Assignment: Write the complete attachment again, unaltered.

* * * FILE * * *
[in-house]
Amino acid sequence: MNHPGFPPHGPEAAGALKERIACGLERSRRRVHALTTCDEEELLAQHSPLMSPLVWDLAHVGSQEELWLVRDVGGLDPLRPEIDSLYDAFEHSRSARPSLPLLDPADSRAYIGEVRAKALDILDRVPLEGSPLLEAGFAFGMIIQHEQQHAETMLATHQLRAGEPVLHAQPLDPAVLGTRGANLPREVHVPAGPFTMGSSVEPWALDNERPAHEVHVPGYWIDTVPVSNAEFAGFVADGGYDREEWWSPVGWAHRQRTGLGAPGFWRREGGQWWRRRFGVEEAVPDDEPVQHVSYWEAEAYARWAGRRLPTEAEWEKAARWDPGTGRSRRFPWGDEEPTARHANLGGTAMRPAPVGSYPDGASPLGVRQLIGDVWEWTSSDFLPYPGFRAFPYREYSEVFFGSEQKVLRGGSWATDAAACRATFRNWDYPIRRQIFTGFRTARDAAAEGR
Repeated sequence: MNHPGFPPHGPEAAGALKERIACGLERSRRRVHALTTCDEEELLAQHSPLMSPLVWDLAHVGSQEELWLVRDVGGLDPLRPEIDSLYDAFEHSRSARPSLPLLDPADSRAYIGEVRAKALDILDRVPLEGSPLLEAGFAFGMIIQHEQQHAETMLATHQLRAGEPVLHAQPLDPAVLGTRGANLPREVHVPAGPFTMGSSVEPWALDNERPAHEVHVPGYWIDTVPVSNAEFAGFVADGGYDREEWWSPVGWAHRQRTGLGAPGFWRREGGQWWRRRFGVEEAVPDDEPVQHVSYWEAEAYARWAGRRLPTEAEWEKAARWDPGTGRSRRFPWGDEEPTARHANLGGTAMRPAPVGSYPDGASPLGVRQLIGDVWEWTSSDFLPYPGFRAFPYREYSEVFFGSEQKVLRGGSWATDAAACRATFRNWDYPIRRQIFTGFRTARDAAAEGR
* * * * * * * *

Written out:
[in-house]
Amino acid sequence: MNHPGFPPHGPEAAGALKERIACGLERSRRRVHALTTCDEEELLAQHSPLMSPLVWDLAHVGSQEELWLVRDVGGLDPLRPEIDSLYDAFEHSRSARPSLPLLDPADSRAYIGEVRAKALDILDRVPLEGSPLLEAGFAFGMIIQHEQQHAETMLATHQLRAGEPVLHAQPLDPAVLGTRGANLPREVHVPAGPFTMGSSVEPWALDNERPAHEVHVPGYWIDTVPVSNAEFAGFVADGGYDREEWWSPVGWAHRQRTGLGAPGFWRREGGQWWRRRFGVEEAVPDDEPVQHVSYWEAEAYARWAGRRLPTEAEWEKAARWDPGTGRSRRFPWGDEEPTARHANLGGTAMRPAPVGSYPDGASPLGVRQLIGDVWEWTSSDFLPYPGFRAFPYREYSEVFFGSEQKVLRGGSWATDAAACRATFRNWDYPIRRQIFTGFRTARDAAAEGR
Repeated sequence: MNHPGFPPHGPEAAGALKERIACGLERSRRRVHALTTCDEEELLAQHSPLMSPLVWDLAHVGSQEELWLVRDVGGLDPLRPEIDSLYDAFEHSRSARPSLPLLDPADSRAYIGEVRAKALDILDRVPLEGSPLLEAGFAFGMIIQHEQQHAETMLATHQLRAGEPVLHAQPLDPAVLGTRGANLPREVHVPAGPFTMGSSVEPWALDNERPAHEVHVPGYWIDTVPVSNAEFAGFVADGGYDREEWWSPVGWAHRQRTGLGAPGFWRREGGQWWRRRFGVEEAVPDDEPVQHVSYWEAEAYARWAGRRLPTEAEWEKAARWDPGTGRSRRFPWGDEEPTARHANLGGTAMRPAPVGSYPDGASPLGVRQLIGDVWEWTSSDFLPYPGFRAFPYREYSEVFFGSEQKVLRGGSWATDAAACRATFRNWDYPIRRQIFTGFRTARDAAAEGR